With continued excessive government borrowing, inflation will be in double digit and the government target of reducing it to 9.5 per cent in FY13 will remain a pipe dream. The wide “inflationary gap” between growths in the availability of real goods and services and in money supply due to excessive government bank borrowing will continue to fuel inflation and keep inflationary expectations alive to give further boost to inflation.
The increased reliance of the government on borrowing from the banking system at high interest rates with no default risks would continue to incentivise the commercial banks to lend to the government rather than to the private sector and thereby inhibit the revival of private investment and economic growth. Moreover, the complacency of the banks in mobilisation of additional deposits and provision of credit for productive private sector economic activities will discourage financial intermediation because the banks can maintain their profitability by lending to the government through borrowing from the SBP.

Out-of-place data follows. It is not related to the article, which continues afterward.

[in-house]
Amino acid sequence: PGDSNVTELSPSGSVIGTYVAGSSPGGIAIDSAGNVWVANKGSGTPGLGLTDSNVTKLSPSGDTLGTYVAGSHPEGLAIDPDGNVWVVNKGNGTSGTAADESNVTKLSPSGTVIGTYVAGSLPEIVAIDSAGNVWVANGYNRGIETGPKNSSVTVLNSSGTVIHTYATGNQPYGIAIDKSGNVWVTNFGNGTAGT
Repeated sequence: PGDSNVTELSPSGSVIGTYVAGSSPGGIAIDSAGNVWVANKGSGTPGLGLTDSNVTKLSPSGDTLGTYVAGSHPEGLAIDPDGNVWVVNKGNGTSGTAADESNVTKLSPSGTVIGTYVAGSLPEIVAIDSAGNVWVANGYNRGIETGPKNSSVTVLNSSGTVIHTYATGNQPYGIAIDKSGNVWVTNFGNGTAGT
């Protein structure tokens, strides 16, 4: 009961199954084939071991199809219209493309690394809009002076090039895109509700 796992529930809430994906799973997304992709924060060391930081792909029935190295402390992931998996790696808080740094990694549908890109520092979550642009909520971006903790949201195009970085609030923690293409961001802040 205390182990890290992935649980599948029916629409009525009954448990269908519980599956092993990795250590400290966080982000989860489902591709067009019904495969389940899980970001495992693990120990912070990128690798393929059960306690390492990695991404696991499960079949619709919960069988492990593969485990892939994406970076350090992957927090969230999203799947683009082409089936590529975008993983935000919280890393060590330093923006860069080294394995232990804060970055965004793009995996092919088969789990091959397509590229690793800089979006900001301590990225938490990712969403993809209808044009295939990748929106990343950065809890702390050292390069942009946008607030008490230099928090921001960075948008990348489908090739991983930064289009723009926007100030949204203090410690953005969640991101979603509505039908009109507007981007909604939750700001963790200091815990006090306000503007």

The SBP also points to the need for creation of an enabling environment for promotion of saving and investment to accelerate the rate of economic growth on a sustained basis. The budgetary and energy sector reforms and improvement in the law-and-order situation are essential prerequisites to boosting business confidence and arrest declining saving/GDP and investment/GDP ratios.
In describing the balance of payment situation, the SBP becomes cagier. In the aftermath of the interview to The Wall Street Journal of the governor of the SBP on the anticipated precarious foreign-exchange position, and the strong reaction to it of the market and the government, the SBP analysis of the external sector is much less forthcoming and in certain ways misleading.
The SBP twists the analysis of the balance of payments by stating that the rising current account deficit is not a problem and that the real problem is lack of sufficient external inflows to finance it. It makes no mention of the widening trade deficit reflecting a rising level of imports and declining exports.